A primer to understanding where (else) to look for clues during dispute analysis.
Introduction: ERP – Today and Tomorrow
Before delving into the discussion, a reminder of what constitutes an Enterprise Resource Planning (ERP) system, and an insight into the current and future state of the ERP marketplace is useful. ERP software is a comprehensive suite of applications that is meant to replace disparate systems in business areas such as accounting, finance, HR, manufacturing, and logistics. An ERP system is a single software package divided into modules, each delivering a set of functionality broadly similar to individual standalone systems, but operating in an integrated and interdependent way. Examples of the largest and most widely deployed ERP systems are SAP, and Oracle, now combined with the recently merged PeopleSoft/JD Edwards.
While usually thought of as systems for large companies, and as we’ll see this is true to a certain extent, the ERP market has always been, and is increasingly more so, made up of mid-market companies having less than $1B in revenues. SAP reports that out of 18 categories of Fortune Global 500 companies, their market share exceeds 75% in 12 of those, and averages 55% in the remaining six. However, SAP also states that 31% of their revenue, and 60% and 50%, respectively of Oracle’s and PeopleSoft/JD Edwards’ revenues, come from the mid-market. In spite of SAP’s dominant position in the Global 500 market, they estimate that they only have an 18% share of the potential market for ERP class software.(1) The point being that the adoption of ERP software, although already widespread among large companies, is a solution that mid-sized companies will continue to explore and implement.
The key concept of this class of software is that it is meant to address the business process needs of a large part, or perhaps even all, of the enterprise within a single system. Due to their comprehensive nature, these systems are notoriously complex, and implementing the software frequently forces changes to a company’s existing business processes. These projects are also expensive relative to a company’s size. A META Group survey showed the average implementation cost for SAP, Oracle, Peoplesoft, and JD Edwards, to be over 1.5% of company revenue. (2) It should not be surprising then that because of these characteristics, ERP implementations will continue as a likely source of disputes between the many parties involved.
Balancing the Dispute Review – Putting Flesh on the Bones
There will certainly be a multitude of issues to consider when assessing the merits of an ERP implementation dispute. A piece of cautionary advice is to resist the natural urge to conclude that because the topic is a complex computer system, the definition and resolution of the dispute will occur solely in terms of complex technical issues. While getting a grasp on the technical issues will likely be necessary for a complete understanding of the dispute, they will certainly not tell the whole story.
This article will focus on the non-technical aspects of ERP projects that will have a major impact on its outcome. First will be an insight into the key differences that distinguish an ERP implementation from the traditional computer programming process. This is important, as an understanding of “traditional” programming projects does not necessarily transfer to an ERP implementation. The next topic will be how addressing the change brought by an ERP implementation, through training and a comprehensive communication process, can affect the outcome of the project. Finally, a suggested series of questions will be reviewed that will help in determining a complete picture of the dispute.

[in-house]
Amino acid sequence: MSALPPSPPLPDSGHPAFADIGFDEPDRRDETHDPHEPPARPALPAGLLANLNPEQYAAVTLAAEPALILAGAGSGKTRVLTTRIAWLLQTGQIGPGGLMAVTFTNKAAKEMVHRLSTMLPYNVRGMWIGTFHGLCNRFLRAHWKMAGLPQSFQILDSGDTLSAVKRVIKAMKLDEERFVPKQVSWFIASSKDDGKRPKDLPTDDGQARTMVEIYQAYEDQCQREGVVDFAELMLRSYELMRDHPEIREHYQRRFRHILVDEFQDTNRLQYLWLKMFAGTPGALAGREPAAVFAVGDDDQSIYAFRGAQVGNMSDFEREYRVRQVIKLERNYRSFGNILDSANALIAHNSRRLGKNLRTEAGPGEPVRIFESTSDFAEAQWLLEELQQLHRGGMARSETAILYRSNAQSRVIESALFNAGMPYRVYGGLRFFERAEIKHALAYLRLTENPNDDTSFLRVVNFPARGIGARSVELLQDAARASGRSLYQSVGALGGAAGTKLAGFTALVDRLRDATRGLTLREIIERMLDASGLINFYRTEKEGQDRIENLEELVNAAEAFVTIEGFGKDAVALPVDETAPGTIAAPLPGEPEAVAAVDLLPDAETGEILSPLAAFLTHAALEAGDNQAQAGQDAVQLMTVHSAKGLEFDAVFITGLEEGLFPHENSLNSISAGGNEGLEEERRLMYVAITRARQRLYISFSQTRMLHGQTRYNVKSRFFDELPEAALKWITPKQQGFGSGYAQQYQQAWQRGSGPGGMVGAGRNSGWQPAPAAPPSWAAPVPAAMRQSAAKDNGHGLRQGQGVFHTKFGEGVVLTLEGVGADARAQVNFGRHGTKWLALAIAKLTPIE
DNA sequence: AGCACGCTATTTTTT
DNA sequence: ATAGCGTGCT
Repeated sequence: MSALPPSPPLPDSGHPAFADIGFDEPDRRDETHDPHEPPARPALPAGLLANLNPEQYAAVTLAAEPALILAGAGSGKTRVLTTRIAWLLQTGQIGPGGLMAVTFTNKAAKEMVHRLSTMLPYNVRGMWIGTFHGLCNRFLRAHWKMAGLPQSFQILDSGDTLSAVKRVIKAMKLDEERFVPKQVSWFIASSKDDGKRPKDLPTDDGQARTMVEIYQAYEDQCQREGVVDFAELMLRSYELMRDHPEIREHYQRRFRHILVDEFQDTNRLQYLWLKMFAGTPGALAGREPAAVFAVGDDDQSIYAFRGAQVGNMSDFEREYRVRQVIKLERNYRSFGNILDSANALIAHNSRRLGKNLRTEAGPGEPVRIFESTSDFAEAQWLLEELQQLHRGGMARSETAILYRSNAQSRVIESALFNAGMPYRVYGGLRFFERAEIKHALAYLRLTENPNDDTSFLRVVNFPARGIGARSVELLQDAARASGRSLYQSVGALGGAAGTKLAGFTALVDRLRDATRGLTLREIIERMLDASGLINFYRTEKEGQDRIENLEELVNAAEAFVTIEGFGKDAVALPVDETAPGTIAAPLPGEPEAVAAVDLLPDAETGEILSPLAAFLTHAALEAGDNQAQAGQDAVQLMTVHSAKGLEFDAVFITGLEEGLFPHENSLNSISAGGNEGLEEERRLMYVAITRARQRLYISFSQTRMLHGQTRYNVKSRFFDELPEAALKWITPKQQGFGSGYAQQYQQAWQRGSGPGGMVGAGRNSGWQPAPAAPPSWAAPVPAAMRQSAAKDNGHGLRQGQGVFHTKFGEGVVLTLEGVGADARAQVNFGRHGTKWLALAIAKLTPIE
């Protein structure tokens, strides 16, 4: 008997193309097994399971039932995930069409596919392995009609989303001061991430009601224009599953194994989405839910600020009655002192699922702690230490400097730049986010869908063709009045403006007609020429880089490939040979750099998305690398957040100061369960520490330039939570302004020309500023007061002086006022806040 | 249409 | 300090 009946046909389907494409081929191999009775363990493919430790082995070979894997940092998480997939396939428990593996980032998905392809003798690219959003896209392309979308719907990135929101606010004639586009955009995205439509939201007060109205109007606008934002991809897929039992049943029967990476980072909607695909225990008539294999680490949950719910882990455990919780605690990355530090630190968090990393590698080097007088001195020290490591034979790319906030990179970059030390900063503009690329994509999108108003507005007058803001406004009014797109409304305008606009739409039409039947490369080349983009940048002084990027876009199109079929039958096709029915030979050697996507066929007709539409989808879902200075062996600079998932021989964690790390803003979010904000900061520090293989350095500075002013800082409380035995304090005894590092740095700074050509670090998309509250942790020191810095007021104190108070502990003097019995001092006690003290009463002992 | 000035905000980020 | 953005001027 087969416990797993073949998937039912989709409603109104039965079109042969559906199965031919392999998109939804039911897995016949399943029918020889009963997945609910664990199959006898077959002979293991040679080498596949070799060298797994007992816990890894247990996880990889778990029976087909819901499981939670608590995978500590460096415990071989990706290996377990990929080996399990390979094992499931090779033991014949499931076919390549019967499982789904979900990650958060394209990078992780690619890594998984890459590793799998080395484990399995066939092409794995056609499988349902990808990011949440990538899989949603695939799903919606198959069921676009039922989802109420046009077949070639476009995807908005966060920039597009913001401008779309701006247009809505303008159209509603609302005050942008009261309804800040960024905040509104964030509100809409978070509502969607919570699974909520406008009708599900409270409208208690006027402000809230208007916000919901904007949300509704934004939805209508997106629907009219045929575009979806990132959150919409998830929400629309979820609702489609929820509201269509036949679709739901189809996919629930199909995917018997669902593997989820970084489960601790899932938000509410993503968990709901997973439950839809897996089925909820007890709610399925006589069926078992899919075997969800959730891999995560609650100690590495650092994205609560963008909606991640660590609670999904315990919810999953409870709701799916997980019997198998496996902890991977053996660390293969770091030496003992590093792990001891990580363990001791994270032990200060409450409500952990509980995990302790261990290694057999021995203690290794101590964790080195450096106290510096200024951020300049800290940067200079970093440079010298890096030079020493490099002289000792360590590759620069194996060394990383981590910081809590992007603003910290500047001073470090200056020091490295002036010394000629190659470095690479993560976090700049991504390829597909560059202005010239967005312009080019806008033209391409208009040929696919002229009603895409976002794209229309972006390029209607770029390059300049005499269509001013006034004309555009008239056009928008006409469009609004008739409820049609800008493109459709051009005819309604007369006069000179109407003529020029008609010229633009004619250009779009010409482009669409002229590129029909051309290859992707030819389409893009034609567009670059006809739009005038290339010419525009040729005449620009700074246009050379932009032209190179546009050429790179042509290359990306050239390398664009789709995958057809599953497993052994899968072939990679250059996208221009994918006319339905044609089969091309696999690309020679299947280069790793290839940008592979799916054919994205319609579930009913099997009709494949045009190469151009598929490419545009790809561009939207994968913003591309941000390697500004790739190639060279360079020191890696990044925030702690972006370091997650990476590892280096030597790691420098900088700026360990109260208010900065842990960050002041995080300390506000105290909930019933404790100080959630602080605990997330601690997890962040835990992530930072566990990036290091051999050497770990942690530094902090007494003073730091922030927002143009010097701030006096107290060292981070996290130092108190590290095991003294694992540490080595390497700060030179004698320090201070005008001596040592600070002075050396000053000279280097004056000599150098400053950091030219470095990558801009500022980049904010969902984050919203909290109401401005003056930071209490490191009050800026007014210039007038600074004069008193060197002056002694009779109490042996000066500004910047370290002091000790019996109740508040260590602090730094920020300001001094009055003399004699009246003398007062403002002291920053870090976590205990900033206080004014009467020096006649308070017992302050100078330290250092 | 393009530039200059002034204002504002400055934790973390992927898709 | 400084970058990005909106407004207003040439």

The intent of this approach is not to ignore other possible areas of causality, but rather to ensure that the most comprehensive view possible is taken of the dispute. The more technical areas such as the appropriateness of the systems methodologies applied, and/or the technical nuances of the software and hardware used in the particular circumstance, are the “bones” of the dispute’s definition. Exploring these areas is essential. However, the issues spawned from these are often dry and difficult to relate to the judge and jury.
The “flesh” of the dispute’s definition should be thought of in terms of the issues raised in this article. These will have to do with interpersonal relations, office politics, and the impact of the change brought by ERP systems to people and organizations. These literal, flesh and blood, issues are naturally easier to relate to the triers of fact, and therefore easier for them to achieve a level of comfort with when rendering their judgments.
The ERP implementation process (over) simplified
At its most simplistic, the implementation of an ERP system is the process of codifying the entire enterprise’s existing and/or desired business procedures into a set of standardized processes, and then the realization of these in the ERP application. To be successful, this process requires the careful alignment of the business processes with the available options in the application.
To accomplish this alignment successfully, the client company brings its personnel, business experience, and business requirements to the project. The implementation partner, or consulting vendor, brings its personnel experienced with the specific ERP application, and experience with managing large-scale projects. Ideally, these partners would then work together towards the desired solution.